Lyrical Ballads, With Other Poems [ By: William Wordsworth ]

Lyrical Ballads, With Other Poems [ By: William Wordsworth ]

by William Wordsworth
     
 

View All Available Formats & Editions

Wordsworth and Coleridge set out to overturn what they considered the priggish, learned and highly sculpted forms of eighteenth century English poetry and bring poetry within the reach of the average person by writing the verses using normal, everyday language. They place an emphasis on the vitality of the living voice that the poor use to express their reality. Using…  See more details below

Overview

Wordsworth and Coleridge set out to overturn what they considered the priggish, learned and highly sculpted forms of eighteenth century English poetry and bring poetry within the reach of the average person by writing the verses using normal, everyday language. They place an emphasis on the vitality of the living voice that the poor use to express their reality. Using this language also helps assert the universality of human emotions. Even the title of the collection recalls rustic forms of art - the word "lyrical" links the poems with the ancient rustic bards and lends an air of spontaneity, while "ballads" are an oral mode of storytelling used by the common people.

The experiment with vernacular language was not enough of a departure from the norm, the focus on simple, uneducated country people as the subject of poetry was a signal shift to modern literature. One of the main themes of "Lyrical Ballads" is the return to the original state of nature, in which people led a purer and more innocent existence. Wordsworth subscribed to Rousseau's belief that humanity was essentially good but was corrupted by the influence of society. This may be linked with the sentiments spreading through Europe just prior to the French Revolution.

Read More

Product Details

ISBN-13:
2940012642141
Publisher:
Publish This, LLC
Publication date:
04/14/2007
Sold by:
Barnes & Noble
Format:
NOOK Book
File size:
240 KB

Meet the Author

Poet, son of John W., attorney and agent to the 1st Lord Lonsdale, was born at Cockermouth. His boyhood was full of adventure among the hills, and he says of himself that he showed “a stiff, moody, and violent temper.” He lost his mother when he was 8, and his father in 1783 when he was 13. The latter, prematurely cut off, left little for the support of his family of four sons and a daughter, Dorothy (afterwards the worthy companion of her illustrious brother), except a claim for £5000 against Lord Lonsdale, which his lordship contested, and which was not settled until his death. With the help, however, of uncles, the family were well ed. and started in life. William received his earlier education at Penrith and Hawkshead in Lancashire; and in 1787 went to St. John’s College, Cambridge, where he graduated B.A. in 1791.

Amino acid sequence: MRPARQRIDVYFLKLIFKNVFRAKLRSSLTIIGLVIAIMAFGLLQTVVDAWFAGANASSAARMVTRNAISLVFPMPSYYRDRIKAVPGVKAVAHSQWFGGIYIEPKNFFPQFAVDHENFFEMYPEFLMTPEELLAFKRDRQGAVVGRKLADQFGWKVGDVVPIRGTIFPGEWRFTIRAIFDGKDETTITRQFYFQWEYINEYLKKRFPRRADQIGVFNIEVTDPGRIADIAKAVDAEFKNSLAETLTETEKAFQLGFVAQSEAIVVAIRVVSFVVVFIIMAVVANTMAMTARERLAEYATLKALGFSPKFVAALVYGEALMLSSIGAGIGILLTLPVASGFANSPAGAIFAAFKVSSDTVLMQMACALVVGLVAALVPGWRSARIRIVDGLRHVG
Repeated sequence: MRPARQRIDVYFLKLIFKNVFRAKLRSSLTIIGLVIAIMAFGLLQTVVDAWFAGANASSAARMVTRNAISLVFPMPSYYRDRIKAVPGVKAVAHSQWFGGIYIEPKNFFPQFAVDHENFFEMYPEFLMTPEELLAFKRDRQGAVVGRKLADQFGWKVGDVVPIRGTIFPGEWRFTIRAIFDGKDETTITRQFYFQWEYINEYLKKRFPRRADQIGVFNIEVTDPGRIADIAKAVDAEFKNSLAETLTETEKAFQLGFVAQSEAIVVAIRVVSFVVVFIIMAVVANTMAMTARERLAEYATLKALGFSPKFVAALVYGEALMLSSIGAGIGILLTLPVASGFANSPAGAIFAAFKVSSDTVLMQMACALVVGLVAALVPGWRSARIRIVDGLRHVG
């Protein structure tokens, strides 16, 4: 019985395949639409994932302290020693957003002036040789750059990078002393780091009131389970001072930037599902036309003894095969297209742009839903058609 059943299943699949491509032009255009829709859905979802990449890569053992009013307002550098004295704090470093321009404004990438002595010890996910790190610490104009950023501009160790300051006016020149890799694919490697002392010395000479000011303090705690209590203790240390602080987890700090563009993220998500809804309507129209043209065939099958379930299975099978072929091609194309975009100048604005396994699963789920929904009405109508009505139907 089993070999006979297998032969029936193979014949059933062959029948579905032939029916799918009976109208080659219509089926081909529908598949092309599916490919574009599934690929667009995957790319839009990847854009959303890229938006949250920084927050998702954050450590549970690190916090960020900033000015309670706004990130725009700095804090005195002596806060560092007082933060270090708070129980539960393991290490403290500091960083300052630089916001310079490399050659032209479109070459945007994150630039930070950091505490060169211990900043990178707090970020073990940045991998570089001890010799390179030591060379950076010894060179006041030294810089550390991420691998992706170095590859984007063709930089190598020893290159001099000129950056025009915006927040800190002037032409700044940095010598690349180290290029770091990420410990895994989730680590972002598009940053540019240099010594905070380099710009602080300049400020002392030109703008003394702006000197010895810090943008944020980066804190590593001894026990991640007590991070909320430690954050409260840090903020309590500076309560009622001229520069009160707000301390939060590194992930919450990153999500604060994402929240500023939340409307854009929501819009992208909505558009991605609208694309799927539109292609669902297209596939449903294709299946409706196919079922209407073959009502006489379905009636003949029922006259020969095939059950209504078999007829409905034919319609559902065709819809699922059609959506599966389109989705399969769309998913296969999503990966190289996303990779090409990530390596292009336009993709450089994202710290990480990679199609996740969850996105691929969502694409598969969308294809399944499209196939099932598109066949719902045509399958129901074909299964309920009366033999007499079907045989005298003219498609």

In the preceding year, 1790, he had taken a walking tour on the Continent, visiting France in the first flush of the Revolution with which, at that stage, he was, like many of the best younger minds of the time, in enthusiastic sympathy. So much was this the case that he nearly involved himself with the Girondists to an extent which might have cost him his life. His funds, however, gave out, and he returned to England shortly before his friends fell under the guillotine. His uncles were desirous that he should enter the Church, but to this he was unconquerably averse; and indeed his marked indisposition to adopt any regular employment led to their taking not unnatural offence.

Read More

Customer Reviews

Average Review:

Write a Review

and post it to your social network

     

Most Helpful Customer Reviews

See all customer reviews >